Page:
Setting aside translation and looking at things that matter to the story, this is the first time that Tsukasa has admitted this fact to someone else. It took him most of episode 1 just to recognize it himself. For Bear and Mimiru the big deal is that him not being in contact with a computer is just ... I don't even know how best to say it. It's like if you found out I'm not using a computer. Then how do these words get onto the internet? Where do they come from? (For the record, smart-phones are computers, but to completely avoid any rules lawyering: it would be like you found out that I'm not using any electronics.)

From a Tsukasa's state of mind perspective this is a reaffirmation of his decision at the end of episode 1 to simply accept that he's in The World and not really try to get out anymore.

Anyway, such a statement on Tsukasa' part naturally provokes a reaction:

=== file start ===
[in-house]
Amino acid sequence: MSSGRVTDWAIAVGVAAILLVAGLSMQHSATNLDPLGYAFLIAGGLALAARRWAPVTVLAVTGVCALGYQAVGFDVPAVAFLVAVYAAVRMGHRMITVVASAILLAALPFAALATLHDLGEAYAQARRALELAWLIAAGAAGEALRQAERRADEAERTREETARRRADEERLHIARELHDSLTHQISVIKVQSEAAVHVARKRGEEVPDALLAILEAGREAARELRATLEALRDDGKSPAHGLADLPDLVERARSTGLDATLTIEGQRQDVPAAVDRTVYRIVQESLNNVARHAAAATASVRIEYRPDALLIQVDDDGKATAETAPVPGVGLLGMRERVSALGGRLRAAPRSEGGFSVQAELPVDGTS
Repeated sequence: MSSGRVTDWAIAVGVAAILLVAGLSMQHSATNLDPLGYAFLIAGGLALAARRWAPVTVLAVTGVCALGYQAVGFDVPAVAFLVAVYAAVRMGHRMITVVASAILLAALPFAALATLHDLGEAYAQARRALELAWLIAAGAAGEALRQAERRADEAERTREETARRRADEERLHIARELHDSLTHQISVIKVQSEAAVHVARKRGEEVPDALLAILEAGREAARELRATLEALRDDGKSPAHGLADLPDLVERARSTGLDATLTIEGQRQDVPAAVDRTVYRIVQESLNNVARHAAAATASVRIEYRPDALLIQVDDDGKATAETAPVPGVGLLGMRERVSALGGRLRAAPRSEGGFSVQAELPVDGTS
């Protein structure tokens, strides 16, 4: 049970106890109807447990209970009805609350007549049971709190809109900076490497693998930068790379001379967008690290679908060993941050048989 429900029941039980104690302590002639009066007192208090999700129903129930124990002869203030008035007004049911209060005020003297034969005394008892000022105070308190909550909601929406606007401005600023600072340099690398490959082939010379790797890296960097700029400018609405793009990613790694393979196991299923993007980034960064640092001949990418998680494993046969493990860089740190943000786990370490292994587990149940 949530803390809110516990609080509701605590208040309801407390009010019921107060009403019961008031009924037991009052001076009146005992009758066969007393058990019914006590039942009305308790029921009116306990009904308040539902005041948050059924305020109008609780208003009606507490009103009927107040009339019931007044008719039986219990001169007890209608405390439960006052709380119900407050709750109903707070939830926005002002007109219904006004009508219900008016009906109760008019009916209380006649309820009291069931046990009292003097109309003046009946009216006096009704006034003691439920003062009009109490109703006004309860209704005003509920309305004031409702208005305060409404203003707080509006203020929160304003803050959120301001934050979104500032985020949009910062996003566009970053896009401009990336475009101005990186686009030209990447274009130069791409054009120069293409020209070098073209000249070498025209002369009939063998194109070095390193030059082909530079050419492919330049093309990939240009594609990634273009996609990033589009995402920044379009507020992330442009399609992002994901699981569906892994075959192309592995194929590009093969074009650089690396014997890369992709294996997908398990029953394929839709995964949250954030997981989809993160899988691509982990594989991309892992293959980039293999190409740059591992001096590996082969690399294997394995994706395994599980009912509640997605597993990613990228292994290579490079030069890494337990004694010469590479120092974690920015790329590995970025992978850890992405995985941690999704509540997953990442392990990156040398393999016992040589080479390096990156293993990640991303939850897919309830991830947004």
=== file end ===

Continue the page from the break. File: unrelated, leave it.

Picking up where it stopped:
Mimiru: Don't be ridiculous.
Bear: If you move in the normal way, it's impossible to avoid the Crimson Knights guarding the Root towns. How can you move between servers without using the Chaos Gate?

Mimiru just tries to reject it flat out, Bear asks for more information on the impossible thing that he knows definitely happened. Bear's line of questioning is what will finally get us to this thing on the board everyone's been talking about that.

Tsukasa: I received the power.
Mimiru: Did you defeat the Silver Knight with that power?
Tuskasa: That one's different.
Mimiru: Different? But you're the one who defeated him.
Tsukasa: Yeah... Well...
Mimiru: But how? How can someone defeat his opponent to the extend that he's physically hurt?
Tsukasa: What?!
Mimiru: The player of the Silver Knight was found unconscious in front of the monitor and later they found he had a slight case of amnesia.